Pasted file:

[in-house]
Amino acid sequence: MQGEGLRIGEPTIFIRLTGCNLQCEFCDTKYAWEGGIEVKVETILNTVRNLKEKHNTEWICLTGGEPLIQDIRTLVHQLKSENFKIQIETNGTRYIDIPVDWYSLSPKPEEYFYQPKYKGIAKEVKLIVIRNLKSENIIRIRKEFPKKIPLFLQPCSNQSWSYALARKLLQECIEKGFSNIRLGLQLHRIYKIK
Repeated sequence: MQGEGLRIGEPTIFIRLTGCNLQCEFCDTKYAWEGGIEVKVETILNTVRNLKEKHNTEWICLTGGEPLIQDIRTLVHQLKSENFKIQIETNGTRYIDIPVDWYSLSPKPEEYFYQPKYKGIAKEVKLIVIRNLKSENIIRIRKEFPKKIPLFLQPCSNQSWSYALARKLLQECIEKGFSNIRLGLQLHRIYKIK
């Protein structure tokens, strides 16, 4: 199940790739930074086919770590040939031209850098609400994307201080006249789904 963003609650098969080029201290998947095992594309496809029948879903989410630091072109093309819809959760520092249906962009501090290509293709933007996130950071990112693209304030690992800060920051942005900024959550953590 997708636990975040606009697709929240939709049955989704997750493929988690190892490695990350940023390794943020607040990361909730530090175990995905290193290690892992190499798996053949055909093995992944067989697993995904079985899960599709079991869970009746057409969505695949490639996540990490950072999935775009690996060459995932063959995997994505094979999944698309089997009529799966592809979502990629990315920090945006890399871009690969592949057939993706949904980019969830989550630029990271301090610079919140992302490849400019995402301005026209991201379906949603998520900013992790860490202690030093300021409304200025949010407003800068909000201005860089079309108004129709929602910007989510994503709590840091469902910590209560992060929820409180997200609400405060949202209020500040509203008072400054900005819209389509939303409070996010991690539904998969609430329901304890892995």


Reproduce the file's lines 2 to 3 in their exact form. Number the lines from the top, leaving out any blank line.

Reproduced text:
Amino acid sequence: MQGEGLRIGEPTIFIRLTGCNLQCEFCDTKYAWEGGIEVKVETILNTVRNLKEKHNTEWICLTGGEPLIQDIRTLVHQLKSENFKIQIETNGTRYIDIPVDWYSLSPKPEEYFYQPKYKGIAKEVKLIVIRNLKSENIIRIRKEFPKKIPLFLQPCSNQSWSYALARKLLQECIEKGFSNIRLGLQLHRIYKIK
Repeated sequence: MQGEGLRIGEPTIFIRLTGCNLQCEFCDTKYAWEGGIEVKVETILNTVRNLKEKHNTEWICLTGGEPLIQDIRTLVHQLKSENFKIQIETNGTRYIDIPVDWYSLSPKPEEYFYQPKYKGIAKEVKLIVIRNLKSENIIRIRKEFPKKIPLFLQPCSNQSWSYALARKLLQECIEKGFSNIRLGLQLHRIYKIK